Letter To My Mother

Dear Mom,

I’m not sure how to tell you this. I definitely can’t tell you in person, because I know it will break your heart. A few weeks ago, I was very sick, and I was very upset, and for a brief moment, I genuinely tried to make peace in my heart with the concept of God, and I genuinely believed in Christ. I called to tell you because I know you’re a Christian, and I knew it would make you happy.

What I didn’t realize is how big of a mistake I was making. You cried and told me that this was the most wonderful thing that had ever happened in your life, that you knew you could die peacefully now, and all of your prayers had been answered. Knowing those things is a lot of weight of me, because soon after that phone call I realized that I was just having a moment of weakness, that I needed something to cling to while I was sick and very scared.

The way I see it I have two options: I can go the rest of my life pretending, only around you, to be Christian, because it will make you happy, or I can be honest about who I am. If this only affected me, maybe I could continue to lie to you, just to make you happy, but my sister is thirteen, at a critical point in her life, and I want her to know that I’m not afraid to be who I am, regardless of how it affects other people, because who I am isn’t a choice. I didn’t make a choice not to be Christian, I just am not Christian. No one is born Christian, or Muslim, or Buddhist, they’re just born humans, and that’s what I am: a human. I want to be a good influence on my sister by showing her that it’s okay to be yourself.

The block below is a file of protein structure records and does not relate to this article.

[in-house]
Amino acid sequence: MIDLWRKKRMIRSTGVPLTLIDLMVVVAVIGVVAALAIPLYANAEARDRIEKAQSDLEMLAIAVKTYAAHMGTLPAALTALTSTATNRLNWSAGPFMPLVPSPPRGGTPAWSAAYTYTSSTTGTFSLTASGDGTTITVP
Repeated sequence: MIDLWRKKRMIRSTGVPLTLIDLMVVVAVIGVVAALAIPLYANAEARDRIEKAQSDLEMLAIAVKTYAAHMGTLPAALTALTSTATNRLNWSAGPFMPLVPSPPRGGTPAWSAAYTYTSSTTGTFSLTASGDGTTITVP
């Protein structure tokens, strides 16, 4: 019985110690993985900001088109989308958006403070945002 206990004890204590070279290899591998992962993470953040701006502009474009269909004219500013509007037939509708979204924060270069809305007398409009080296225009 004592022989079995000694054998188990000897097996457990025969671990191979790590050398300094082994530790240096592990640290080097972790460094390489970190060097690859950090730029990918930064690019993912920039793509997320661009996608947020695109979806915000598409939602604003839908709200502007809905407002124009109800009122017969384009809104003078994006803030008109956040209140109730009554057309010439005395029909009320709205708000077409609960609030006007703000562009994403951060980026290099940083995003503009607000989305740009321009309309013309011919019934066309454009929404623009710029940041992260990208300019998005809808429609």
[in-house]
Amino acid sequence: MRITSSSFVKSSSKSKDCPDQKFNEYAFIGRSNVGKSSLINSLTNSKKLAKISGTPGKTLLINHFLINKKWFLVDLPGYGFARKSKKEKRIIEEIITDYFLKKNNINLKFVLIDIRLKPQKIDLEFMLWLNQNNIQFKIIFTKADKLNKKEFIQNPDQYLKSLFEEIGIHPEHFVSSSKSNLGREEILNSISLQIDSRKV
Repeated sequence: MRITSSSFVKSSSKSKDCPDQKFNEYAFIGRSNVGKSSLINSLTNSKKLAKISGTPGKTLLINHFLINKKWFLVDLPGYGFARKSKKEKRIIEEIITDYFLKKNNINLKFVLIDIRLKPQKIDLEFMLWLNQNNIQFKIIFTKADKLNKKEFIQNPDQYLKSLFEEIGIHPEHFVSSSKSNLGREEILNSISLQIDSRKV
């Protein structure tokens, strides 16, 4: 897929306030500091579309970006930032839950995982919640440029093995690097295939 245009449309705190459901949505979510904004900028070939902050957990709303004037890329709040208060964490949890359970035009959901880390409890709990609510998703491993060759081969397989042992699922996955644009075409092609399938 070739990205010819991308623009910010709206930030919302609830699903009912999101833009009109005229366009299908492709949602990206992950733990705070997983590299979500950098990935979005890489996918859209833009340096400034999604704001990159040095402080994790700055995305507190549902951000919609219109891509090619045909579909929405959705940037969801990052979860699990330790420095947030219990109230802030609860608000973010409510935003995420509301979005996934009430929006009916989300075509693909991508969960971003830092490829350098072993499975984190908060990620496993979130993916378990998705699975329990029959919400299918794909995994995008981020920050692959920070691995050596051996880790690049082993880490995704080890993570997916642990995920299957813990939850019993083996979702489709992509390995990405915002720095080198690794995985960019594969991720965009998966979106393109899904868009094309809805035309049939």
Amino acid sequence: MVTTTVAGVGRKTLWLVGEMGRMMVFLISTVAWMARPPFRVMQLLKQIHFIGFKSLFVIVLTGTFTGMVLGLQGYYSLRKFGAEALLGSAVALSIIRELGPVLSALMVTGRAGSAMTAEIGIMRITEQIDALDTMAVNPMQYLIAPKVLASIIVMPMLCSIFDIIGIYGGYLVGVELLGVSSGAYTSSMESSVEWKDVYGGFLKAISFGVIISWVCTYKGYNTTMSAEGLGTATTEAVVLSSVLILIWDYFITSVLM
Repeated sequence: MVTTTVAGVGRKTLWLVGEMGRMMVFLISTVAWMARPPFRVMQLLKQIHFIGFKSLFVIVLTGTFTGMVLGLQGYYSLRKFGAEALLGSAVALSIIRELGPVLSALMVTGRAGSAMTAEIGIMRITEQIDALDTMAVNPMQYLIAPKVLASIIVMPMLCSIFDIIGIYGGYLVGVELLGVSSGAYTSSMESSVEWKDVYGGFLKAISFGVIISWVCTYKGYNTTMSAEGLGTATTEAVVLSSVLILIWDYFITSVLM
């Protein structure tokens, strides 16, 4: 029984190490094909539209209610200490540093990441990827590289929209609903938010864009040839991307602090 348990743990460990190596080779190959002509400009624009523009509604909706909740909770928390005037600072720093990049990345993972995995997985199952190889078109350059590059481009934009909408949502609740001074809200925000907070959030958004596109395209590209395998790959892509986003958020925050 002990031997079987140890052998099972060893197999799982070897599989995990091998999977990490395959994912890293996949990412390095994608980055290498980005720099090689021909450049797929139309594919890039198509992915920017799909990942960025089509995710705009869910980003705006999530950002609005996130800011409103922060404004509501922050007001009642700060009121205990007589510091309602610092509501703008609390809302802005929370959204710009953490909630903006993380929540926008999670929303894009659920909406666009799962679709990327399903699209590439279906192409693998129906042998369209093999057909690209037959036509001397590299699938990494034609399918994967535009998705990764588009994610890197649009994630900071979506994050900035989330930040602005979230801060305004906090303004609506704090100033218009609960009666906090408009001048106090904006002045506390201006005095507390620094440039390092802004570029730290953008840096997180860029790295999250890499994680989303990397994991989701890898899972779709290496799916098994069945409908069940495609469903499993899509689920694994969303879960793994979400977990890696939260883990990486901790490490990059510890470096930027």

So, unfortunately, I have to tell you that no, I did not make peace with God. No, I do not believe in the existance of a living Christ or a Holy Spirit, and I have not accepted any of them into my heart to change me and reshape me, because I love exactly who I am, and those beliefs simply cannot coincide with my own happiness. Not because I’m afraid to believe, not because I’m insecure, not because I think that an all-knowing God hates me, but because I know in my heart that it’s not true, as I’ve always known, and no matter hard I try to make myself believe, I simply can’t. It’s just not who I am, and it never will be.

I appreciate your prayers when you offer them up on my behalf. I believe that we live in a world where positive energy like the kind you give to the universe when you pray for my health and wellness and happiness can directly have an impact on my life, and I don’t doubt that your prayers have been effective for yourself and for the people you’ve prayed for, but I don’t believe it’s because an all-knowing creator heard them and chose to answer them for you. Over time I’ve come to accept that being Christian is who you are, just as over time I hope you’ll come to accept that not being Christian is who I am. It’s hard for you to do, I know, and it’s hard for me to understand the choice that you make to believe what you do, but your life is your own and I have no right to make decisions about what you believe, and I understand now that no one else has the right to expect to believe something they do.

It truly makes me sad to have to tell you this, because knowing how happy it made you to hear that I believed in Christ made me feel so fulfilled and proud of myself for making you happy, but unfortunately, I would rather you live your life knowing that I am open about who I am, and unafraid for the world to know, than to think I’m something that I’m not. It would be a heinous lie to you that I know I would one day regret. If you truly were to die happy, believing that I was a Christian, I’d spend the rest of my life knowing that you went to your grave believing a huge lie that I’d told you, and the weight of that lie would follow me for the rest of my life.

So this is the truth. And, as a very wise man, who I believe may very well may have existed, but who I do not believe is the creator of the universe, is credited as having said, “The truth will make you free.”

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